Prime Minister Narendra Modi has turned fortune telling about the Indian economy into a fine art. His big goal of turning India into a $5 trillion economy by 2024 rings hollow and sounds shallow in the face of a steady stream of miserable data, which has stoked industry’s discontent with the policy directions of his government. All the big sectors of the economy — manufacturing, agriculture, and financial services — are grappling with the effects of a severe slowdown. The commerce and industry ministry recently came out with data that showed that growth in the eight core sectors of the economy had shrunk to 0.2 per cent, the slowest in 50 months. The eight core infrastructure account for over 40 per cent of the index of industrial production — which measures overall factory output in the economy. A fortnight ago, the IIP data for the month of May made equally dismal reading: growth in factory output had tumbled to 3.1 per cent.
Corporate earnings in the April-June quarter have been dismal; rural demand for goods and services has evaporated; high borrowing costs have put a firm lid on private investments; and consumption in the overall economy has remained weak. When the government came out with its budget on July 5, it had budgeted for a nominal GDP growth of 11.5 per cent, projecting the size of the Indian economy at the end of this fiscal at over Rs 210 trillion. This increasingly looks like a fanciful forecast unless the government’s statisticians mash the numbers and slot figures in their favourite hidey-hole that goes by the rubric ‘discrepancies’ — estimates that can be resolved later when data comes in with a lag. Both the International Monetary Fund and the Asian Development Bank have cut India’s growth forecast in 2019 to 7 per cent. Rating and analytical firm, Crisil, has cut its forecast for this year to 6.9 per cent, adding that it does not believe India will reclaim its 14-year average growth rate of 7 per cent. In May, the Central Statistics Office had cut the growth estimate for 2018-19 to 6.8 per cent — one of the slowest rates in the past five years.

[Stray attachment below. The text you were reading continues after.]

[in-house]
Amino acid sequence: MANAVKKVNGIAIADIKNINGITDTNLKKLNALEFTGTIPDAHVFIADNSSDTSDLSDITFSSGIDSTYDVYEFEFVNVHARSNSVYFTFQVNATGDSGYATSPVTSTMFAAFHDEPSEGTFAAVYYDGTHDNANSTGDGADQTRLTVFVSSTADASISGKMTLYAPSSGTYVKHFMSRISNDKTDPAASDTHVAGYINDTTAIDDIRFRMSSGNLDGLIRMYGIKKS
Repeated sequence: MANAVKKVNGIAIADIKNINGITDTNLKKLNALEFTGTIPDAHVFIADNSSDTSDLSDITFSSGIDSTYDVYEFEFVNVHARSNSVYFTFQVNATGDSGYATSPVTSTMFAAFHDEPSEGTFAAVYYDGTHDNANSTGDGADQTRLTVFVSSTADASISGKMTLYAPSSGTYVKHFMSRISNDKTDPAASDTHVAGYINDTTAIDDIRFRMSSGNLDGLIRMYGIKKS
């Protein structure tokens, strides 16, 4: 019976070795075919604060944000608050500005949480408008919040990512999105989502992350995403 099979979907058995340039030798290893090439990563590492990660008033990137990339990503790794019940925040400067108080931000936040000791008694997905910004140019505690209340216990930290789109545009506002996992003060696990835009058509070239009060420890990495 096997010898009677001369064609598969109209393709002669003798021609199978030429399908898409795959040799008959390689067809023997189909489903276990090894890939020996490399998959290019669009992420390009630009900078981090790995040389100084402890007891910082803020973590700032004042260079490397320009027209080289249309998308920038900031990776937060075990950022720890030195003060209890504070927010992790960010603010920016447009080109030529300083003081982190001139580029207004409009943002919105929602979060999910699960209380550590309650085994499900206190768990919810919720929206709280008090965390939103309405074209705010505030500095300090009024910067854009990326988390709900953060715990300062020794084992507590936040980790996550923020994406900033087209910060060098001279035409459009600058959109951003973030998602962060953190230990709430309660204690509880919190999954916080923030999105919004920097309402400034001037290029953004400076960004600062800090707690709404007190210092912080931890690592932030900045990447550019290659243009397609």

The bigger worry is over employment. Towards the end of May — when such a disclosure would no longer embarrass Mr Modi — the ministry of statistics finally revealed that the unemployment rate in the country had soared to 6.1 per cent, the worst in the past 45 years. When the figure had been leaked in January, the government had rubbished the data. It is this sort of prevarication that undermines faith in the Modi government to face up to harsh realities. The bruising trade war between the United States of America and China will have ramifications for the whole world; the uncertainties around Brexit bring with it their own problems; the sanctions against Iran and the impact on oil prices will hurt India more than any other nation. Foreign investors have already started to pull money out of all emerging markets including India. All these events will cloud India’s growth prospects. Mr Modi needs to stop obsessing about a $5 trillion dream and focus on the here and now.